A few days ago, I received and interesting email from a good friend. “I will give you a call in a bit about this post…” was all it said. No salutation or sign-off. He is a regular management columnist in the local Business Daily. “What had he noticed in my blog post?” I wondered. Being the optimist, I focused on the positive. I thought he has found life-changing inspiration in my thoughts.
Later in the evening, after a raucous exchange of pleasantries (he is a fun, loud chap) he blurted out, “I give you a 1 out of 10 for your blog post today!” What? Did I hear that right? So much for my optimism. Under normal circumstances, I would have become super-defensive. But I listened…
He took me through the emotions he underwent as he read my blog. The title had drawn him in, but something was missing in the content and he was yearning for more. Furthermore, he gave it to me straight up that my post was not up to the quality he expected of me. You know what? He was spot on!
I re-wrote the post to meet the need of one man. Was it necessary? Without a doubt it was. The reason I write is to fulfill a need. It is to share knowledge and inspire perspective to life, work and family. As I write, I strengthen my leadership and learn how to become a better follower.
A short while back, I attended a meeting with a difference. About a hundred men gathered together to engage in discussion around the meaning for their existence; spiritually, in society, at home and at work. There was a palpable buzz in the room. From the very onset, I had a feeling that something awesome was afoot.
For many men, it does not come naturally to us to meet and discuss intimate matters that affect our personal lives. We would rather discuss politics, sports, cars or women for hours on end than admit that we need help. Yet the cry for help was the clarion call in this meeting. Men coming together and saying, “I need help!”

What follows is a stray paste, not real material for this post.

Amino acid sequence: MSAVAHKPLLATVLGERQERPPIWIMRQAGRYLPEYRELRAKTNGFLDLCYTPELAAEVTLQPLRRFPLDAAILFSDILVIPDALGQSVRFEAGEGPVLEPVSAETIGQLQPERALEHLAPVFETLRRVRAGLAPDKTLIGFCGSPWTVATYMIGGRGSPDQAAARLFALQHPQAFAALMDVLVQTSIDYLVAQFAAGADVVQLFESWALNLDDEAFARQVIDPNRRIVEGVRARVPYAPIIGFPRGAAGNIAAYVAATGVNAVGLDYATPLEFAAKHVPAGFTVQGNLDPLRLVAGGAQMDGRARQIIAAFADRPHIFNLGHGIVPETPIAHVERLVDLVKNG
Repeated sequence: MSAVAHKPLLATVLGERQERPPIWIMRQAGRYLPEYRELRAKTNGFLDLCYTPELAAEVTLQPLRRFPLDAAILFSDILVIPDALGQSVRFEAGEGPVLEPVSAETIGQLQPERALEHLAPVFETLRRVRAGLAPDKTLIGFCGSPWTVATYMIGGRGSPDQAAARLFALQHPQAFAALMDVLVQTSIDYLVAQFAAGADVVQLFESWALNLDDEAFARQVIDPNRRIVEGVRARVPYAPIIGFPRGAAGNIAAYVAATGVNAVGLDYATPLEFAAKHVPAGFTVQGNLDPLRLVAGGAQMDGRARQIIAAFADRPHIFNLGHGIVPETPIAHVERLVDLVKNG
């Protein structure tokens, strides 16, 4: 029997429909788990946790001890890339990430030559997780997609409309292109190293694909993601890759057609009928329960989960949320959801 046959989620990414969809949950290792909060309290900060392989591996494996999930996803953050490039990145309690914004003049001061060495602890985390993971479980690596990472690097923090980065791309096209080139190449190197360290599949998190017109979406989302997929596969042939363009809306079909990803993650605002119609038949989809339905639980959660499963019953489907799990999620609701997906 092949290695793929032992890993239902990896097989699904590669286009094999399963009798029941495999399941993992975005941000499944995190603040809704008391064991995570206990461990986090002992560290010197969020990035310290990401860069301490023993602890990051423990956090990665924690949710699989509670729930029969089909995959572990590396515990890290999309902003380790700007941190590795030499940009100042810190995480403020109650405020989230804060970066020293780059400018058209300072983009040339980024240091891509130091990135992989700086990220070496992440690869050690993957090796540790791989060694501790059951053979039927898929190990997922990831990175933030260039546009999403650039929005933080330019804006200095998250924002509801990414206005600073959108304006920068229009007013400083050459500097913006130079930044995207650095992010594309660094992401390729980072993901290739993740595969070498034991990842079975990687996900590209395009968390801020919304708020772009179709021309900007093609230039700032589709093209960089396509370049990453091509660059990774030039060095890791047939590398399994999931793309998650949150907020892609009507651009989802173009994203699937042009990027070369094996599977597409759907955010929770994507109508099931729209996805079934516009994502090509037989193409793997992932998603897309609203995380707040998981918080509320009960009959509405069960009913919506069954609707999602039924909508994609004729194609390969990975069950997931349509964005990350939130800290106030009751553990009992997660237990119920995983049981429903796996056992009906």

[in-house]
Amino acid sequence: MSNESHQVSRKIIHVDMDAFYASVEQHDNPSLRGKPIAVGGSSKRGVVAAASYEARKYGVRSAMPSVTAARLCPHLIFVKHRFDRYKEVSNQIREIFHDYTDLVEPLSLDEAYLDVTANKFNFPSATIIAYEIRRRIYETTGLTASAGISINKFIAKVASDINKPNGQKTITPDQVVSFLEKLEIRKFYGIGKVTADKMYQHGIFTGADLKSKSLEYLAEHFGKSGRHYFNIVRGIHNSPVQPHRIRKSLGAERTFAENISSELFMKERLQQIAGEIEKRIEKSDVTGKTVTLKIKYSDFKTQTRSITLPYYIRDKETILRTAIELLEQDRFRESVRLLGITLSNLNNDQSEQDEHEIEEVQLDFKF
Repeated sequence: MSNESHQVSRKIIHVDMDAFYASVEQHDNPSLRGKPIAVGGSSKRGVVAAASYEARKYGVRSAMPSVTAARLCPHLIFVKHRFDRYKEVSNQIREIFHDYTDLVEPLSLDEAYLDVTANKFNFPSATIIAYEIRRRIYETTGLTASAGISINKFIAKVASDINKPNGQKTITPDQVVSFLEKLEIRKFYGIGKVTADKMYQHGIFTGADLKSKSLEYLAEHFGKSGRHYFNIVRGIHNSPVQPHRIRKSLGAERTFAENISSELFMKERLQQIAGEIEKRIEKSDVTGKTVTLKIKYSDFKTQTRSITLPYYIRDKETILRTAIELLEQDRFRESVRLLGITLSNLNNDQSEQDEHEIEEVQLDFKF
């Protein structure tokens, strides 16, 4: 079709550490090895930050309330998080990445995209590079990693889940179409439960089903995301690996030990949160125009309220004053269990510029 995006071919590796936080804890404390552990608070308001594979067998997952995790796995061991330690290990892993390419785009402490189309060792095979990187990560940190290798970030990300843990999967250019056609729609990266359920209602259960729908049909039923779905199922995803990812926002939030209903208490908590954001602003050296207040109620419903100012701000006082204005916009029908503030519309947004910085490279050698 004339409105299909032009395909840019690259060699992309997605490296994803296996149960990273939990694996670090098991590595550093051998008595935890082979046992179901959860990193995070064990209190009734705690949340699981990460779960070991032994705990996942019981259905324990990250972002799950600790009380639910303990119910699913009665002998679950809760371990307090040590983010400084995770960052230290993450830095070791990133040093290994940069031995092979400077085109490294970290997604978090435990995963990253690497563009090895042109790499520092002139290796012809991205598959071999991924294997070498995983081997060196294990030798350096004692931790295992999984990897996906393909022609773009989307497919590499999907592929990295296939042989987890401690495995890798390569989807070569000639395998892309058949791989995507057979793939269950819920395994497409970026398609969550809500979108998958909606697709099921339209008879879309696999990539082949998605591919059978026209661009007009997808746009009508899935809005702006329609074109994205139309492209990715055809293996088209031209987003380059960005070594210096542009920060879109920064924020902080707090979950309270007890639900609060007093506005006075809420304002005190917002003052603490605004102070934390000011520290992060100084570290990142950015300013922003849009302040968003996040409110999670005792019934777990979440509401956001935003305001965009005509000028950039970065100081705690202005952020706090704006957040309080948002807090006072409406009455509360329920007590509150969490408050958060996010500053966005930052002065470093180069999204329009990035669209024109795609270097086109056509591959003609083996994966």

So, what did I learn from these two experiences?
Leaders meet a need, not a target [TweetMe]. The need is a cry from the younger men for role models. They want to be led. They want to learn. They need hope. There is a need from the older folk. They have a deep craving to be significant, to matter. To lead is essential or very important for them to inspire future generations. When needs are met, a sense of belonging and stability is cultivated.
Leaders are pillars of unity. However, unity is broken when I participate in active/passive disobedience and refuse to take responsibility for my actions or calling. This happens when I am overwhelmed by fear or I am too lazy to commit to the task ahead. You can gauge a leader’s influence by his or her ability to instil unity in their followers regardless of the surrounding conditions.
Faithful people needed, must be ready to lead courageously. When I lead courageously, I begin to define the fellowship of where great initiatives spawn [TweetMe]. I need to take time to actively listen to others. To listen requires patience and time dedicated to it. Sometimes, listening is a dangerous adventure and I need all the courage to embrace criticism, rebuke or correction.
Leadership is complementary, not competitive. Who really pays the price in competition? How complementary are we as leaders to inspire hope in people? Do I give people faith in their capability that propels them forward in love? I read this interesting insight: “Faith is walking as you are. It is being stripped down to your own bare essentials and simply saying here I am.” Complementarity is when a leader has a healthy perspective of life and work. As Lolly Daskal says, “Losing perspective is being stuck in one single view of things and becoming distant from other views.”
When I choose to become a leader, I must be ready to pay the price [TweetMe]. The choices I make are driven by the values I hold. A leader can only be as effective as his or her deeds. I can’t expect to instigate meaningful change if I can’t live that change in the first place. For your influence to be followed, leaders have to pay at the door! I have to be the change that I wish to see in the world around me. I have to pay the price…
“I dream of men who take the next step instead of worrying about the next thousand steps,” T. Roosevelt.